Riad Al-Bushra S.A.R.L.

Government Classification Number 206/2012

© 2018 Riad Al-Bushra

Mouassine, Marrakech

January 8, 2013


We are still trying to piece together our understanding of the history of Mouassine.  Being  Berber in origin the history is mainly passed down through an oral record through the generations.


It is clear that the district is a very old quarter probably dating back to the origin of the city around 1060-1070.  At this time the city was Berber and served as the capital of the Almoravid empire which reached into Spain, Mali and Algeria.  At around 1106 a major building campaign started and this was when the Andalusian style was used within the city.


Mouassine was the old Jewish quarter until the Jews were relocated to the Mellah district, probably as part of one of the subsequent relandscaping and resettlement campaigns for the area (the Jews have had various periods of turmoil and tolerance within the history of Marrakech).  However, the famous Mouassine Mosque was constructed between 1562 and 1573 during the reign of Saadi Sultan Moulay Abdallah.  The Mosque is elaborate and is part of a complex of buildings that contains a library, hammam, Medersa and the largest fountain in the city.  However, oral history gives the mosque an interesting background.  During the construction a 14th century Jewish plague cemetery was discovered on the site and rumor spread of a curse from the disturbed rabbi.  Today the mosque and the complex buildings still remain and serve the local community.


Mouassine, and neighboring Ksour, is the area of the city that has the largest quantity of historical palaces and consequently has received the biggest investment and many of the buildings are now restored.  Dar Cherrifa (open to the public as a cafe) claims to be one of the oldest buildings and is a 2 minute walk from the Riad.  There are many other fine examples of the rich architectural history of the Mouassine area.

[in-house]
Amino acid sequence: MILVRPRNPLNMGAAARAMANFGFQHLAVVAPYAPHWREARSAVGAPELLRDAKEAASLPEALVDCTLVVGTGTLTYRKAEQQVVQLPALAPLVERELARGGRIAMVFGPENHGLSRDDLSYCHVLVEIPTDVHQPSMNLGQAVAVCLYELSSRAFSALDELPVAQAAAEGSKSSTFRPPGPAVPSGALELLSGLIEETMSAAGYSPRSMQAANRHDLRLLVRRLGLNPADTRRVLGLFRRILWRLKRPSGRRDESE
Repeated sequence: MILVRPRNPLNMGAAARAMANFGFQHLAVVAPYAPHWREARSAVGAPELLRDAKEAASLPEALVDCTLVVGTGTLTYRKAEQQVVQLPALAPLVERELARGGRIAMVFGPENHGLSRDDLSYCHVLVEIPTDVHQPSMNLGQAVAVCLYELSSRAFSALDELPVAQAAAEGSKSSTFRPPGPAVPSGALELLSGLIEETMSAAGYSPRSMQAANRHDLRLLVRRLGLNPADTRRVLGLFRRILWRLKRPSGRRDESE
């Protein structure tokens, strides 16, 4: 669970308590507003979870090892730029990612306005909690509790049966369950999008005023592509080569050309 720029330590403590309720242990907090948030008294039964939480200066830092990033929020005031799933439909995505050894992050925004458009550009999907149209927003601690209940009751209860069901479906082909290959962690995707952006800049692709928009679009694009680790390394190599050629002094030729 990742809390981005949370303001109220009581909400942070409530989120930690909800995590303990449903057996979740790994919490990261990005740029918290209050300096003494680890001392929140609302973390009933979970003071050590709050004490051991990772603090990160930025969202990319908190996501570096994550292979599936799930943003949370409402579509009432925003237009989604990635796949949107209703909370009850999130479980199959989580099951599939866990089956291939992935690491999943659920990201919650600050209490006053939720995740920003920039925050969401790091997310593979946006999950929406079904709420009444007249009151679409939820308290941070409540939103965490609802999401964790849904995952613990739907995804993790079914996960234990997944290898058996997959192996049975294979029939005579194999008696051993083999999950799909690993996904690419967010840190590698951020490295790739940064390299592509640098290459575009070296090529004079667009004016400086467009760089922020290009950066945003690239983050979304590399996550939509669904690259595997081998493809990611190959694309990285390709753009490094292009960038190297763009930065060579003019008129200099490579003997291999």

Mouassine also acts as a gateway to the Souks and the main Souk to the Jemaa El-Fnaa square starts in Mouassine.  There are also a number of other souks that start in Mouassine and lead to other areas of the Medina and to the Marrakech museum.


Also local is the palace Dar El Bacha, also named Dar El Glaoui.  This can be seen from the roof terrace of the Riad and was built in the beginning of the 20th century for Thami El Glaoui. The Pasha died in 1956 and the Palace temporarily fell out of favour.  Today, the palace is used by the current Royal family.  Consequently the Mouassine/Ksour areas have some of the best security in the city.


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